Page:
To study the effects of age at implantation and duration of implant use on the performance of spoken word recognition of pediatric cochlear implantees in a tonal language setting over a period of 5 years.
Sixty-four children, given implants between the ages 1:01 and 14:09 (years:months), were divided into three age groups. They were tested on open-set word recognition ability at seven time intervals from before surgery to 5 years after surgery. Analyses of variance with repeated measurements were used to examine the effect of their age at implantation and the duration of implant use.
Duration of implant experience was significant in spoken word recognition across the three age groups (p < 0.01). Children given implants below the age of 3 years caught up with the performance of the older children at 12 months after implantation. The difference in score reached statistical significance at 2 and at 3 years after surgery (p = 0.03, p = 0.00).
The performance of Cantonese-speaking children was similar to that of English-speaking children in that better outcomes were associated with longer implant experience as well as when implantation occurred at a younger age. The children implanted before the age of 3 and who had an implant experience of more than 2 years outperformed the children who were given implants after the age of 6 and also sustained these higher scores throughout 5 years of postimplant testing.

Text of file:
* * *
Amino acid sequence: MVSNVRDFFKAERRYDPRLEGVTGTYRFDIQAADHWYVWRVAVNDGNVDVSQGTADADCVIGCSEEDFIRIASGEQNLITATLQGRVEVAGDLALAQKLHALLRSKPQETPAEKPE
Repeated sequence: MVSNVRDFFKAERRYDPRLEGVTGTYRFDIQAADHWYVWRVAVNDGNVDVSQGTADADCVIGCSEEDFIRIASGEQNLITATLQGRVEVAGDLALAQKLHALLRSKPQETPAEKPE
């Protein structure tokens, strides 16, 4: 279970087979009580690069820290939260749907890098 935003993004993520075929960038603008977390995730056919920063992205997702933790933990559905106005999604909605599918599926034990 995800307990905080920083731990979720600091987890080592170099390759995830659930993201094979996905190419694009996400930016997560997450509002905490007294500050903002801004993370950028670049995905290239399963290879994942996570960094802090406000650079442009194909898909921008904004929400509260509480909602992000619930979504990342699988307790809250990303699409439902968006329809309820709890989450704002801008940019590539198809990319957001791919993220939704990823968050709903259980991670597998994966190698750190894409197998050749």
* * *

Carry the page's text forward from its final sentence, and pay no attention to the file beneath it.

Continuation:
This study investigated the effects of age at implantation and duration of implant use on the performance of spoken word recognition on 64 Cantonese-speaking cochlear implant children over a period of five years. Continuous improvement was noted in all children in the five-year period irrespective of their age at implantation. Children implanted before the age of three improved at a slower rate before one full year of implant use. By two years of implant use, the performance of the young children outperformed the children who were implanted after the age of six, and also sustained these higher scores throughout five years of post-implant testing. The findings suggest that Cantonese- speaking children performed in a similar way to their English-speaking counterparts in that better word recognition outcomes were associated with longer implant experience and an earlier age of implantation.
The Institute of Human Communicative Research, The Chinese University of Hong Kong, SAR.
Address for correspondence: Kathy Yuet Sheung Lee, Ph.D., Division of Otorhinolaryngology, Department of Surgery, The Chinese University of Hong Kong, Prince of Wales Hospital, Shatin, Hong Kong, SAR.
Received October 15, 2004; accepted March 29, 2005